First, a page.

The market will always exist of course because we all find ourselves as: a) a living being in a competitive environment with an acute sense of self-preservation, and b) a sentient being with the knowledge of our time-limited existence. The snake-oil salesmen can exploit this cognitive dilemma because luckily for them we also possess c) the potential for an almost infinite degree of self-delusion.

    So a BS detector is always needed together with a basic understanding of science, but if one is short on either a good rule of thumb is to ask if the proposition being suggested is in some way supposedly going to solve the aforementioned dilemma, or to make money for the proposer. If either answer is yes then it's almost certainly fake.
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  24. #23  
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    Quote Originally Posted by Rarry View Post
    Quote Originally Posted by exchemist View Post
    There is an incredible amount of New Age shite about this sort of thing, and you have to develop a better BS detector than you currently possess.
    Yes, quite true. There will always be those spouting psycho-babble, and believers desperate for the salvation they're selling. In the past they have persuaded the gullible that answers can be found in magnetism, or radium, or crystals or whatever snake-oil was the current vogue, and these days is is often anything with the word 'quantum' in it. But to look on the bright side, that means they have almost been driven to the edge of reality for the source of their supposed magic elixirs.

    The market will always exist of course because we all find ourselves as: a) a living being in a competitive environment with an acute sense of self-preservation, and b) a sentient being with the knowledge of our time-limited existence. The snake-oil salesmen can exploit this cognitive dilemma because luckily for them we also possess c) the potential for an almost infinite degree of self-delusion.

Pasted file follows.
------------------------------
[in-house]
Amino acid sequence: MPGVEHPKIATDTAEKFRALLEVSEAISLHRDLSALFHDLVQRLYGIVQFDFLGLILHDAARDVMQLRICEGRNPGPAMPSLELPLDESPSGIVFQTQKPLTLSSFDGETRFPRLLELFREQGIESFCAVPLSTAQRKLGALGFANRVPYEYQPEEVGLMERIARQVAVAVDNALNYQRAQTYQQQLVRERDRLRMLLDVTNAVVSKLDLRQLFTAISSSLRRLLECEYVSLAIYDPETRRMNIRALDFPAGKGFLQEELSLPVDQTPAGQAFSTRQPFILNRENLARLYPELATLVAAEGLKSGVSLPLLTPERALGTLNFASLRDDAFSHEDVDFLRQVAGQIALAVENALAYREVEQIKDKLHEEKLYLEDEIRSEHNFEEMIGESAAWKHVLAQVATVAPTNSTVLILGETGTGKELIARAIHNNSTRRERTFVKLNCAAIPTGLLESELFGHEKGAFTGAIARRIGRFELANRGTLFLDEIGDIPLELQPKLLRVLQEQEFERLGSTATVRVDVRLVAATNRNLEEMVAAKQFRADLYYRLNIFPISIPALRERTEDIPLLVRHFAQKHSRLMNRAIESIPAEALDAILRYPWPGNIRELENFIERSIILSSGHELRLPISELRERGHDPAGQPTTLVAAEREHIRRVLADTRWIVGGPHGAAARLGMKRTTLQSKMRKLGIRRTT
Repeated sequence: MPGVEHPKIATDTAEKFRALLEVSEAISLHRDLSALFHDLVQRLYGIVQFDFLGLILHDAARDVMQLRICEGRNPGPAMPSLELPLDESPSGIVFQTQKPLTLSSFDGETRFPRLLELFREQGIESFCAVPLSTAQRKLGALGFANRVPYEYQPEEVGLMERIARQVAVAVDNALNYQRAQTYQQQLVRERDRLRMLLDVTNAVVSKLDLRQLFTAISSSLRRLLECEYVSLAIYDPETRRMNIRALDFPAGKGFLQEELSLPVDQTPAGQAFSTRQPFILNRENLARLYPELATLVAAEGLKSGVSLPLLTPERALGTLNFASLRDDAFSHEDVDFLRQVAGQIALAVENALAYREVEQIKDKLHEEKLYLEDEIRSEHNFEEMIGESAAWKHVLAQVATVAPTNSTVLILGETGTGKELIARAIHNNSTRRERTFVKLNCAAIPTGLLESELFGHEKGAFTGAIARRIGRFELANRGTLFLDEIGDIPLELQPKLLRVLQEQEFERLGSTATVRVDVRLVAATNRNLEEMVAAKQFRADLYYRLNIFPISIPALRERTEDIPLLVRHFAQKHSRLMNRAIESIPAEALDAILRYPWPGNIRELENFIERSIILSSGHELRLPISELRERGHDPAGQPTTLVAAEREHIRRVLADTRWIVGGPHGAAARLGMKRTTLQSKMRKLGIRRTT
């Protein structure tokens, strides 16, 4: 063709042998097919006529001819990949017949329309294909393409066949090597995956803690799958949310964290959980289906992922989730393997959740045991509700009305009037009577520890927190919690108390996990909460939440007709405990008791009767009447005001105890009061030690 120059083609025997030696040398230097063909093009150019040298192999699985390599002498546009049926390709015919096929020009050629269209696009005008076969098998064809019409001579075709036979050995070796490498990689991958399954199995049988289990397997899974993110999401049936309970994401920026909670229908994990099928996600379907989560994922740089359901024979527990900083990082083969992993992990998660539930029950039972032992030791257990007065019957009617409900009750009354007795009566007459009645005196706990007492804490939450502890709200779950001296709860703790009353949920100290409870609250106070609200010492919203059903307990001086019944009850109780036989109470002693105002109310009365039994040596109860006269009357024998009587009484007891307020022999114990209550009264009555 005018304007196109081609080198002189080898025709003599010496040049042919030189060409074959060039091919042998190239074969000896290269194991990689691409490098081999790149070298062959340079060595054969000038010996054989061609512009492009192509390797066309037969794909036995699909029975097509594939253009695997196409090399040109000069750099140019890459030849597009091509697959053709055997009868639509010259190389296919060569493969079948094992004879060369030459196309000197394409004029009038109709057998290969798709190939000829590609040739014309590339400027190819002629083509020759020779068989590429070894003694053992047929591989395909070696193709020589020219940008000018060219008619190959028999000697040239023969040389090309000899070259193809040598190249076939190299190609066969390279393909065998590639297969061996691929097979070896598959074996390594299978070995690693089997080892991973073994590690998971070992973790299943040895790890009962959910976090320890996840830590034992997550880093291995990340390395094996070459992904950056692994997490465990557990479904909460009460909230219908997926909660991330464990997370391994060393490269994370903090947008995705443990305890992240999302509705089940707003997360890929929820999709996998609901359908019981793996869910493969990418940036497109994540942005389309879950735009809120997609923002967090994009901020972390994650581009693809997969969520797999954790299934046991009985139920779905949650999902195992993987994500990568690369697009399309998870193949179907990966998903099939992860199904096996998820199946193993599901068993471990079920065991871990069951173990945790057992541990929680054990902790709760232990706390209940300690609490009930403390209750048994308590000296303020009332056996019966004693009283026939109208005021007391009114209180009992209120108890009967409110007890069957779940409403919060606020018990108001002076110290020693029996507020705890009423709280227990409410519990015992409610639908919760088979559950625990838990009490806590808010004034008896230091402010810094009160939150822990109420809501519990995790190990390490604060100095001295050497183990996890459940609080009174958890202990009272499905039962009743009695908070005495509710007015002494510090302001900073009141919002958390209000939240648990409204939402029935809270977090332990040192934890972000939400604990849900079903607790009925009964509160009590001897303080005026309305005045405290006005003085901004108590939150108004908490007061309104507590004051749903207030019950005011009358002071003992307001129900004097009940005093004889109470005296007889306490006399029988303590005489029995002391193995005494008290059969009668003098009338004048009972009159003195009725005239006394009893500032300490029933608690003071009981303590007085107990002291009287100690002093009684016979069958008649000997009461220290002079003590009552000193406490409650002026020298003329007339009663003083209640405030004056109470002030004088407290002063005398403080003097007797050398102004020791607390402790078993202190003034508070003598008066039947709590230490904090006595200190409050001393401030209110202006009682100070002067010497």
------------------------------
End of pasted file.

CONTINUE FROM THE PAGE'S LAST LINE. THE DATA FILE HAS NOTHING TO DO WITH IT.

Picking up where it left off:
So a BS detector is always needed together with a basic understanding of science, but if one is short on either a good rule of thumb is to ask if the proposition being suggested is in some way supposedly going to solve the aforementioned dilemma, or to make money for the proposer. If either answer is yes then it's almost certainly fake.
    You are quoting tk421 not me, though as it happens I agree with him.
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  25. #24  
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    Quote Originally Posted by Rarry View Post
    or radium
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    Quote Originally Posted by xxsolarplexusxx View Post

    also, are atoms/particles actual tiny balls? I find it impossible for atoms/particles to have any type of shell that would give it a specific shape, think about it, if a atom/particle is shaped like a ball, then the surface of that ball must consist of something in order for it to exist....thus, the stuff that atom/particle is made of must be made of something, now we have another "something" that must be made of something else ect.... it is a infinite loop, i see no end in sight. atoms/particles must not have a defined shape at all and must not be made of any type substance/material.
    If we ignore the reference to atoms and just apply this reasoning to any particle ,is this reasoning correct? Is it an intuitive way to understand that the concept of separate (billiard -ball like) particles at whatever level is a non starter and always was -even before the experimental results in quantum mechanics were made (in the early 20th century ,was it?)

    I know the standard** response on this and other forums is that the natural world cares nothing for what we would expect it to be and that (imperfect) observations put into a theoretical framework are the touch stone, but is there any point to Andrew's ( and now my) rationalisation of this particle vs non particle question?

    ** not meant in any disparaging way
    Last edited by geordief; August 28th, 2017 at 05:00 AM.
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    There seems to be plenty of evidence to suppose that particles aren't 'made' of anything at all. Experiments with quantum tunneling, particle/wave duality and ideas about relativity all suggest that matter is probably not fundamental, but emergent. When we get down to the smallest things it seems that reality starts to become less 'real' in any way we are familiar with, and more a question of probablity. Mass, energy and gravity possibly can all be explained by quantum theory and relativity. It needs a shift of perception to try to visualise it and it's one we're not really designed for. Maybe sometime in the future, AI can figure it all out and explain it to us?